There's no doubt that money can be made by owning shares of unprofitable businesses. For example, biotech and mining exploration companies often lose money for years before finding success with a new treatment or mineral discovery. Nonetheless, only a fool would ignore the risk that a loss making company burns through its cash too quickly.
So, the natural question for Resonant (NASDAQ:RESN) shareholders is whether they should be concerned by its rate of cash burn. In this article, we define cash burn as its annual (negative) free cash flow, which is the amount of money a company spends each year to fund its growth. Let's start with an examination of the business' cash, relative to its cash burn.
Does Resonant Have A Long Cash Runway?
A company's cash runway is calculated by dividing its cash hoard by its cash burn. In June 2021, Resonant had US$23m in cash, and was debt-free. In the last year, its cash burn was US$24m. Therefore, from June 2021 it had roughly 11 months of cash runway. To be frank, this kind of short runway puts us on edge, as it indicates the company must reduce its cash burn significantly, or else raise cash imminently. However, if we extrapolate the company's recent cash burn trend, then it would have a longer cash run way. Depicted below, you can see how its cash holdings have changed over time.NasdaqCM:RESN Debt to Equity History October 15th 2021
How Well Is Resonant Growing?
Some investors might find it troubling that Resonant is actually increasing its cash burn, which is up 6.0% in the last year. But looking on the bright side, its revenue gained by 92%, lending some credence to the growth narrative. The company needs to keep up that growth, if it is to really please shareholders. It seems to be growing nicely. While the past is always worth studying, it is the future that matters most of all. So you might want to take a peek at how much the company is expected to grow in the next few years.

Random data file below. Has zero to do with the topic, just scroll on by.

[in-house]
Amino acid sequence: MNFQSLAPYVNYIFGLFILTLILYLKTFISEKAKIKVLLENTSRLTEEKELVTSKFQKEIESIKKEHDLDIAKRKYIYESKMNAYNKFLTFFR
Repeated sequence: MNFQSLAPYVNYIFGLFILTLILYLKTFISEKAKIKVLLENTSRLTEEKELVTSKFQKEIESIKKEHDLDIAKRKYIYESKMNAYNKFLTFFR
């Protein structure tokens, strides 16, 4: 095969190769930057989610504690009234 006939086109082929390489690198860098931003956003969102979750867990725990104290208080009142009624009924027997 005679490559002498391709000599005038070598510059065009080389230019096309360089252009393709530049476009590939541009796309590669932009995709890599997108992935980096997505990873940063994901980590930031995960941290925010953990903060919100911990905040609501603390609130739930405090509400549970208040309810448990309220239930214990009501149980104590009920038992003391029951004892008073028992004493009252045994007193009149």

How Easily Can Resonant Raise Cash?
While Resonant seems to be in a fairly good position, it's still worth considering how easily it could raise more cash, even just to fuel faster growth. Generally speaking, a listed business can raise new cash through issuing shares or taking on debt. Commonly, a business will sell new shares in itself to raise cash and drive growth. By comparing a company's annual cash burn to its total market capitalisation, we can estimate roughly how many shares it would have to issue in order to run the company for another year (at the same burn rate).
Resonant's cash burn of US$24m is about 16% of its US$151m market capitalisation. As a result, we'd venture that the company could raise more cash for growth without much trouble, albeit at the cost of some dilution.
Is Resonant's Cash Burn A Worry?
Even though its cash runway makes us a little nervous, we are compelled to mention that we thought Resonant's revenue growth was relatively promising. We don't think its cash burn is particularly problematic, but after considering the range of factors in this article, we do think shareholders should be monitoring how it changes over time. Readers need to have a sound understanding of business risks before investing in a stock, and we've spotted 5 warning signs for Resonant that potential shareholders should take into account before putting money into a stock.
Of course, you might find a fantastic investment by looking elsewhere. So take a peek at this free list of companies insiders are buying, and this list of stocks growth stocks (according to analyst forecasts)
This article by Simply Wall St is general in nature. We provide commentary based on historical data and analyst forecasts only using an unbiased methodology and our articles are not intended to be financial advice. It does not constitute a recommendation to buy or sell any stock, and does not take account of your objectives, or your financial situation. We aim to bring you long-term focused analysis driven by fundamental data. Note that our analysis may not factor in the latest price-sensitive company announcements or qualitative material. Simply Wall St has no position in any stocks mentioned.
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The views and opinions expressed herein are the views and opinions of the author and do not necessarily reflect those of Nasdaq, Inc.
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